On the 14th of January, the online zine Babe published a story that would eventually result in one of the industry’s most powerful and influential comedians being labelled a sexual predator. Aziz Ansari, one of Hollywood’s only minority comedians, has joined the ranks of many media figures who have been accused of sexual misconduct in the past few months.
A string of controversy that had started with Harvey Weinstein has now proliferated in the mainstream media, affecting the likes of Louis CK, Kevin Spacey, and Casey Affleck. With a rapidly growing list of accused sexual offenders, some of whom make up history’s most profoundly impactful content creators, it’s important to examine our relationship with the culture that we consume and the people behind it.
In 1992, Woody Allen was accused of molesting his 12-year old adoptive daughter, Dylan Farrow. Since then, Woody Allen has directed 26 movies and has been involved in the writing and/or production of over 40. Whether our enjoyment of his work fuels his own material gain and the system which rewards talented and abusive men, is a question that is hardly new, but just as resonant today as it was throughout the timeline of artistic canon.
There is perhaps a superfluous argument about how our support of their movies directly profits the sexual predators who are involved in them. But there is a larger signaling effect sent to the industry that casts them or bankrolls their next music album: that the mainstream consumer base is one that is easily exploited in its hypocrisy. As long as the vast majority of people are willing to overlook the transgressions of powerful men, there isn’t any reason to replace their entrenched role as artists.
However, the effect on us, the consumer, is probably much more interesting to examine. Whenever we walk into a movie theatre or watch a stand-up comedy, we, to some extent, agree to suspend our disbelief for our own enjoyment. That is to say when I watch House of Cards, I don’t question why Kevin Spacey is so deeply invested in a political power struggle when he’s really a Hollywood actor. I allow myself to believe the characters and their stakes in a conflict are authentic.
The point here is that media has an unprecedented power to suspend that disbelief even after we walk out of the theatre, making it immensely difficult to draw a dichotomy between an artist and their work. Unlike 20 or 30 years ago, an artist’s private life has become integral to their performance and success. Our ability to access their personalities through interviews, press junkets, and social media means that the lines between the professional and the private have become blurred, and that it has become easy for us to create an illusion of intimacy.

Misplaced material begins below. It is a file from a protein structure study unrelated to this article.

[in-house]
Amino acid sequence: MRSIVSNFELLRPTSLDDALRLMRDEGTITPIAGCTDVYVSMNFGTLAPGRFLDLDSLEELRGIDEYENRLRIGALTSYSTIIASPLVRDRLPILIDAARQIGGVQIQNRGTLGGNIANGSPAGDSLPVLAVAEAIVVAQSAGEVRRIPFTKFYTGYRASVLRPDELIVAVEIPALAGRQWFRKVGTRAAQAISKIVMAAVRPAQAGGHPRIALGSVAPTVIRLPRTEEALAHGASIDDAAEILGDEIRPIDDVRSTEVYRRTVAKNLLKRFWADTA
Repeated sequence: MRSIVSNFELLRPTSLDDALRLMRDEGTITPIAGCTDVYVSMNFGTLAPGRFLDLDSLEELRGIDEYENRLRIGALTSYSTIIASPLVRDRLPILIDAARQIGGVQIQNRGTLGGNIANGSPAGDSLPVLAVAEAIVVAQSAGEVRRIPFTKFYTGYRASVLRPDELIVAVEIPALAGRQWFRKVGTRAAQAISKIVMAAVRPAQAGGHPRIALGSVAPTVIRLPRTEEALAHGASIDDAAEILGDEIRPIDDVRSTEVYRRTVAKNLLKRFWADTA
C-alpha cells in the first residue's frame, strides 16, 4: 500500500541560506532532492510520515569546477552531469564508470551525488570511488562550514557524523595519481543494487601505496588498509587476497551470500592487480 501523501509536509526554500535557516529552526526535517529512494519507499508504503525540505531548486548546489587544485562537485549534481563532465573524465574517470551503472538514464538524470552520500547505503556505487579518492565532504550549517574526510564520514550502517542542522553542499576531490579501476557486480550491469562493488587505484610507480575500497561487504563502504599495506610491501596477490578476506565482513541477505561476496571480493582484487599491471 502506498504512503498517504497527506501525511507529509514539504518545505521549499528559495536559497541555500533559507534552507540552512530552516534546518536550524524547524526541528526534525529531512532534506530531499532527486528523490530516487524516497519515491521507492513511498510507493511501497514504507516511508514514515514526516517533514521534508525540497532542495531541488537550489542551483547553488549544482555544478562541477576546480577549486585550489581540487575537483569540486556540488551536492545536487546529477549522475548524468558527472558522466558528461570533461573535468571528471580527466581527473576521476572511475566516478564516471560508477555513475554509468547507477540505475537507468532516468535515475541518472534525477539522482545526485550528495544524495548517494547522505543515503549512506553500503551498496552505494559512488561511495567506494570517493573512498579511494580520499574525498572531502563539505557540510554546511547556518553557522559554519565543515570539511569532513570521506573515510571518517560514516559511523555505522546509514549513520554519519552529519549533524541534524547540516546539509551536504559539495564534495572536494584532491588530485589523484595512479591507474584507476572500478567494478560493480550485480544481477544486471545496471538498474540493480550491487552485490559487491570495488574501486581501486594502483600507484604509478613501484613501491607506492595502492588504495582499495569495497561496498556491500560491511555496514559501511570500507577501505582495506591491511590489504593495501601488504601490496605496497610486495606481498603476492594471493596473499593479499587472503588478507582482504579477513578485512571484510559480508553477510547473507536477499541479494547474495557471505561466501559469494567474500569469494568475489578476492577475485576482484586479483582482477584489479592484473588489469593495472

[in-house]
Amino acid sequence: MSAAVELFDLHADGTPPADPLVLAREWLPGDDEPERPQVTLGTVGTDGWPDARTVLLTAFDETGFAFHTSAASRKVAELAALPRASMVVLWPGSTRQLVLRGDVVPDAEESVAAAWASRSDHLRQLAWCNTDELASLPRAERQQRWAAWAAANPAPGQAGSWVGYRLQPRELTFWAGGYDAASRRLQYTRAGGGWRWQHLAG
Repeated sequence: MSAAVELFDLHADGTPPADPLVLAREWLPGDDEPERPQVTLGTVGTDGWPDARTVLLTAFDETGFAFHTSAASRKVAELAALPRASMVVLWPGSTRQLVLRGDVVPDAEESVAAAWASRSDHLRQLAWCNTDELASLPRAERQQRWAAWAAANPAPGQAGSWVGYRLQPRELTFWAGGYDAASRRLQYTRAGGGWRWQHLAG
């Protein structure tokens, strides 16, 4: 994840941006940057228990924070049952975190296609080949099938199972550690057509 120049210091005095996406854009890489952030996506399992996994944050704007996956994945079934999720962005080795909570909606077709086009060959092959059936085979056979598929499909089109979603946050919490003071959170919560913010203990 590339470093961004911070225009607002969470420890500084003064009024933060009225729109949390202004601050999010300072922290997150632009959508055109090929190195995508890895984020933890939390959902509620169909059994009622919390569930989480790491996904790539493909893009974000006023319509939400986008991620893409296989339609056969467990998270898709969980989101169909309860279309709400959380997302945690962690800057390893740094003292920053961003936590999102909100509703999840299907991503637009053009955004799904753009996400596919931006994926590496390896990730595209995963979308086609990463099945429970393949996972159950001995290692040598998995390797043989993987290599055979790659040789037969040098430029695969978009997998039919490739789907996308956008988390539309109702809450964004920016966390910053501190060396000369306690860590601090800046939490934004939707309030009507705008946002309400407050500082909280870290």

This is especially true when we connect with their work on a more emotional level — we often begin to conflate their artistic talent with moral goodness; their ability to convey powerful human emotions becomes a proxy for actual character. There is a dissonance that is created between the horrific acts committed by these individuals and our inclination to genuinely like them.
Even when we are aware of the allegations they face, our ability to suspend our disbelief for the sake of our own enjoyment only exacerbates the effect of this dissonance. Once we continuously engage with the professional and the personal narratives that predators have the power to control, it becomes much more tempting to side-step or forgive their moral transgressions. Our dissonance causes us to justify their actions or question the allegations against them, perpetuating the culture that lionizes powerful and talented men. And at its most fundamental, our willingness to put our moral quandaries aside makes the suffering of their victims subservient to our own pleasure, trivialising the kind of moral severity we should be treating sexual crime with.
That is not to say that you should boycott every media appearance of every alleged sexual predator ever. Not only would that be impractical (there are more predators than you think), but it would drastically harm the content creators attempting to make art with inherent worth. In the movie Frida, Salma Hayek plays the titular role of Frida Kahlo, a powerful but, until then, untold story. Though the movie was distributed by Weinstein’s company and Harvey himself had allegedly insisted on a gratuitous nude scene, boycotting the movie would punish the woman who worked tirelessly to make the movie a reality.
Unfortunately, this leads to a non-answer of whether it is okay to enjoy Toy Story or House of Cards: it depends. It depends on our ability to segregate what we know to be true and what we would like to be true. It depends on whether we continue to publicly decry the acts that these men commit. It depends on whether we hold ourselves and each other to those same standards in everyday life, or whether we choose to hide behind comfortable fictions.